Despite a development pipeline that brought online almost 95,000 units since 2014, the North Texas multifamily market continued to show healthy fundamentals last year and into the first quarter of 2019. Supply however dampened rent growth to a certain degree, bringing it to 2.8 percent year-over-year through March, slightly below the U.S. average.
The metro remained a national leader in job creation last year, with the addition of 102,500 positions for a 2.6 percent expansion, 90 basis points above the U.S. figure. Professional and business services was the top-performing sector (22,800 jobs), followed by trade, transportation and utilities (21,400 jobs). Charles Schwab broke ground on a 70-acre office campus estimated to house some 8,600 employees once completed, while Infosys Ltd.’s tech innovation hub in Richardson is set to hire 500 people by 2020.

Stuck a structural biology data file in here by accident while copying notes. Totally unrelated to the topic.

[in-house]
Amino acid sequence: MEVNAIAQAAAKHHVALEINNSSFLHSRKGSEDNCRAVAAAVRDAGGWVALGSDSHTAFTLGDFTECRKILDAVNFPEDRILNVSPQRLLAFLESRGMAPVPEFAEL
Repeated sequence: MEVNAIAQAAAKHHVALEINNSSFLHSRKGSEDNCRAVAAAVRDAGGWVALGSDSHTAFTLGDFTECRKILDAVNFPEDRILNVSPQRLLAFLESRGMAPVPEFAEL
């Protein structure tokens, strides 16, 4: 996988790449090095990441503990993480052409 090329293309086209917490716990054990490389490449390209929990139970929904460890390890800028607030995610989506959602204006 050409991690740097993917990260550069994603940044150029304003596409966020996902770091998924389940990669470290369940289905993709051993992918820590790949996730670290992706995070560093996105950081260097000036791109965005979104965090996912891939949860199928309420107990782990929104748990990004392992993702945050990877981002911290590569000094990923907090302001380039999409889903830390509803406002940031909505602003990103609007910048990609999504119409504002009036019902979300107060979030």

More than 26,800 units were delivered in 2018 for a new cycle high, with an additional 44,700 apartments underway as of March. Following last year’s $5 billion transaction volume, investors already traded nearly $900 million in multifamily assets in the first quarter of 2019, at a per-unit price of $105,032. With rapid economic expansion and population gains slated to keep demand healthy, we expect the average Dallas–Fort Worth rent to rise 4.3 percent in 2019.